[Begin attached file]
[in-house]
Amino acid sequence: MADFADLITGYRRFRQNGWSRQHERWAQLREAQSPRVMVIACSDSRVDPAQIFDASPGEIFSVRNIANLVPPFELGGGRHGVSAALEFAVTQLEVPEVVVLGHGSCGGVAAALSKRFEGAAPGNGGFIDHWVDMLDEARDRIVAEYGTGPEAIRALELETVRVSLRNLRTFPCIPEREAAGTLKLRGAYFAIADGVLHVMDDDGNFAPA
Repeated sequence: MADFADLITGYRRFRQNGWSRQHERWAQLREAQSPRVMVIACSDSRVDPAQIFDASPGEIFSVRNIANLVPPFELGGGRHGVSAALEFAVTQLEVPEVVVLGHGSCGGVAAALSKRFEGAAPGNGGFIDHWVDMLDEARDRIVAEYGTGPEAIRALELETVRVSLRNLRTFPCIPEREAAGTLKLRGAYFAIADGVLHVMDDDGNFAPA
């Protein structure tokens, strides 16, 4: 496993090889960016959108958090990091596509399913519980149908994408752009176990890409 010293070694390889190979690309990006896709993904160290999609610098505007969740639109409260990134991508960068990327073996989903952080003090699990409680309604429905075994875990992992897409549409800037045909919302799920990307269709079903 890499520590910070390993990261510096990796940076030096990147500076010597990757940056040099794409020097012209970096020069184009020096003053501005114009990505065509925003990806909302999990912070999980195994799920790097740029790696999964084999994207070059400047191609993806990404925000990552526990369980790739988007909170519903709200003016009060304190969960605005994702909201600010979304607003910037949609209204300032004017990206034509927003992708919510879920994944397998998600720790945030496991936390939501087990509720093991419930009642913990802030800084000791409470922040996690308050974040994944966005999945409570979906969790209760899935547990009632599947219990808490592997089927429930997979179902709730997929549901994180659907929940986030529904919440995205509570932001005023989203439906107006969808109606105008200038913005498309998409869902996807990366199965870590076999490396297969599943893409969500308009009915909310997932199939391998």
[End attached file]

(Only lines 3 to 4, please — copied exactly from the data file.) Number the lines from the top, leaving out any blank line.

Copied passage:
Repeated sequence: MADFADLITGYRRFRQNGWSRQHERWAQLREAQSPRVMVIACSDSRVDPAQIFDASPGEIFSVRNIANLVPPFELGGGRHGVSAALEFAVTQLEVPEVVVLGHGSCGGVAAALSKRFEGAAPGNGGFIDHWVDMLDEARDRIVAEYGTGPEAIRALELETVRVSLRNLRTFPCIPEREAAGTLKLRGAYFAIADGVLHVMDDDGNFAPA
């Protein structure tokens, strides 16, 4: 496993090889960016959108958090990091596509399913519980149908994408752009176990890409 010293070694390889190979690309990006896709993904160290999609610098505007969740639109409260990134991508960068990327073996989903952080003090699990409680309604429905075994875990992992897409549409800037045909919302799920990307269709079903 890499520590910070390993990261510096990796940076030096990147500076010597990757940056040099794409020097012209970096020069184009020096003053501005114009990505065509925003990806909302999990912070999980195994799920790097740029790696999964084999994207070059400047191609993806990404925000990552526990369980790739988007909170519903709200003016009060304190969960605005994702909201600010979304607003910037949609209204300032004017990206034509927003992708919510879920994944397998998600720790945030496991936390939501087990509720093991419930009642913990802030800084000791409470922040996690308050974040994944966005999945409570979906969790209760899935547990009632599947219990808490592997089927429930997979179902709730997929549901994180659907929940986030529904919440995205509570932001005023989203439906107006969808109606105008200038913005498309998409869902996807990366199965870590076999490396297969599943893409969500308009009915909310997932199939391998």